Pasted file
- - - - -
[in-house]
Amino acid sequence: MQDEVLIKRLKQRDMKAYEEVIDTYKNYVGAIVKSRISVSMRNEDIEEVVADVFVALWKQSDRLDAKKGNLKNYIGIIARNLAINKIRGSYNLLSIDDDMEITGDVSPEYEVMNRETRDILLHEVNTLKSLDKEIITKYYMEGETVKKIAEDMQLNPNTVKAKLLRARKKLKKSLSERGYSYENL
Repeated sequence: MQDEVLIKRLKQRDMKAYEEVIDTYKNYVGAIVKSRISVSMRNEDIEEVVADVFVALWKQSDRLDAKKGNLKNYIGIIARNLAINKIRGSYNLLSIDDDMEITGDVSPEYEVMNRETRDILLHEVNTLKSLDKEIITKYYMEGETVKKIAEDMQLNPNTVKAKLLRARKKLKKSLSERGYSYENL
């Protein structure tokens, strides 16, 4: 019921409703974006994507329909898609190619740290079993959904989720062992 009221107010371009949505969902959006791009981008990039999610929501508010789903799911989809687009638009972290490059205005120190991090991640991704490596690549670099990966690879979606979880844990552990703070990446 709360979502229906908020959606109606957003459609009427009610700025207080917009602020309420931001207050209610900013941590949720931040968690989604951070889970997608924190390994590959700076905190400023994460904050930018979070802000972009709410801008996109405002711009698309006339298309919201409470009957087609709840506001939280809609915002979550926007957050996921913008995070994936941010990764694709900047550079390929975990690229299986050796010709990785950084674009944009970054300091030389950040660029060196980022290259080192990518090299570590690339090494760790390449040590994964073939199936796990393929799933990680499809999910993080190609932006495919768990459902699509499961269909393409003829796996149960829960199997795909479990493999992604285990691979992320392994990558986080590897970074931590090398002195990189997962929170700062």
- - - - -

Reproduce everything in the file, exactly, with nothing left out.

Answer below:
[in-house]
Amino acid sequence: MQDEVLIKRLKQRDMKAYEEVIDTYKNYVGAIVKSRISVSMRNEDIEEVVADVFVALWKQSDRLDAKKGNLKNYIGIIARNLAINKIRGSYNLLSIDDDMEITGDVSPEYEVMNRETRDILLHEVNTLKSLDKEIITKYYMEGETVKKIAEDMQLNPNTVKAKLLRARKKLKKSLSERGYSYENL
Repeated sequence: MQDEVLIKRLKQRDMKAYEEVIDTYKNYVGAIVKSRISVSMRNEDIEEVVADVFVALWKQSDRLDAKKGNLKNYIGIIARNLAINKIRGSYNLLSIDDDMEITGDVSPEYEVMNRETRDILLHEVNTLKSLDKEIITKYYMEGETVKKIAEDMQLNPNTVKAKLLRARKKLKKSLSERGYSYENL
């Protein structure tokens, strides 16, 4: 019921409703974006994507329909898609190619740290079993959904989720062992 009221107010371009949505969902959006791009981008990039999610929501508010789903799911989809687009638009972290490059205005120190991090991640991704490596690549670099990966690879979606979880844990552990703070990446 709360979502229906908020959606109606957003459609009427009610700025207080917009602020309420931001207050209610900013941590949720931040968690989604951070889970997608924190390994590959700076905190400023994460904050930018979070802000972009709410801008996109405002711009698309006339298309919201409470009957087609709840506001939280809609915002979550926007957050996921913008995070994936941010990764694709900047550079390929975990690229299986050796010709990785950084674009944009970054300091030389950040660029060196980022290259080192990518090299570590690339090494760790390449040590994964073939199936796990393929799933990680499809999910993080190609932006495919768990459902699509499961269909393409003829796996149960829960199997795909479990493999992604285990691979992320392994990558986080590897970074931590090398002195990189997962929170700062």